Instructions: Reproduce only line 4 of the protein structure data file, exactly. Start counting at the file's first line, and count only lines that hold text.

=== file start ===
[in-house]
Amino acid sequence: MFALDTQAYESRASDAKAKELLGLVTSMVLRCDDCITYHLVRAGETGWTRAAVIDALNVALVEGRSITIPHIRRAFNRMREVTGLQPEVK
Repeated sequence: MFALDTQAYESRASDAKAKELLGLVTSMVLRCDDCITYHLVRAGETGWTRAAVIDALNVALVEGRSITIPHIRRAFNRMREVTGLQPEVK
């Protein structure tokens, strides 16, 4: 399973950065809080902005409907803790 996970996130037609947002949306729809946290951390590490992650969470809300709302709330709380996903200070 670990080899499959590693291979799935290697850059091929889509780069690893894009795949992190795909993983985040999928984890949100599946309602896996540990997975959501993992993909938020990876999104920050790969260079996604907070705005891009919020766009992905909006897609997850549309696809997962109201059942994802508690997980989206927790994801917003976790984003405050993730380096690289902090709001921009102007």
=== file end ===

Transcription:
């Protein structure tokens, strides 16, 4: 399973950065809080902005409907803790 996970996130037609947002949306729809946290951390590490992650969470809300709302709330709380996903200070 670990080899499959590693291979799935290697850059091929889509780069690893894009795949992190795909993983985040999928984890949100599946309602896996540990997975959501993992993909938020990876999104920050790969260079996604907070705005891009919020766009992905909006897609997850549309696809997962109201059942994802508690997980989206927790994801917003976790984003405050993730380096690289902090709001921009102007």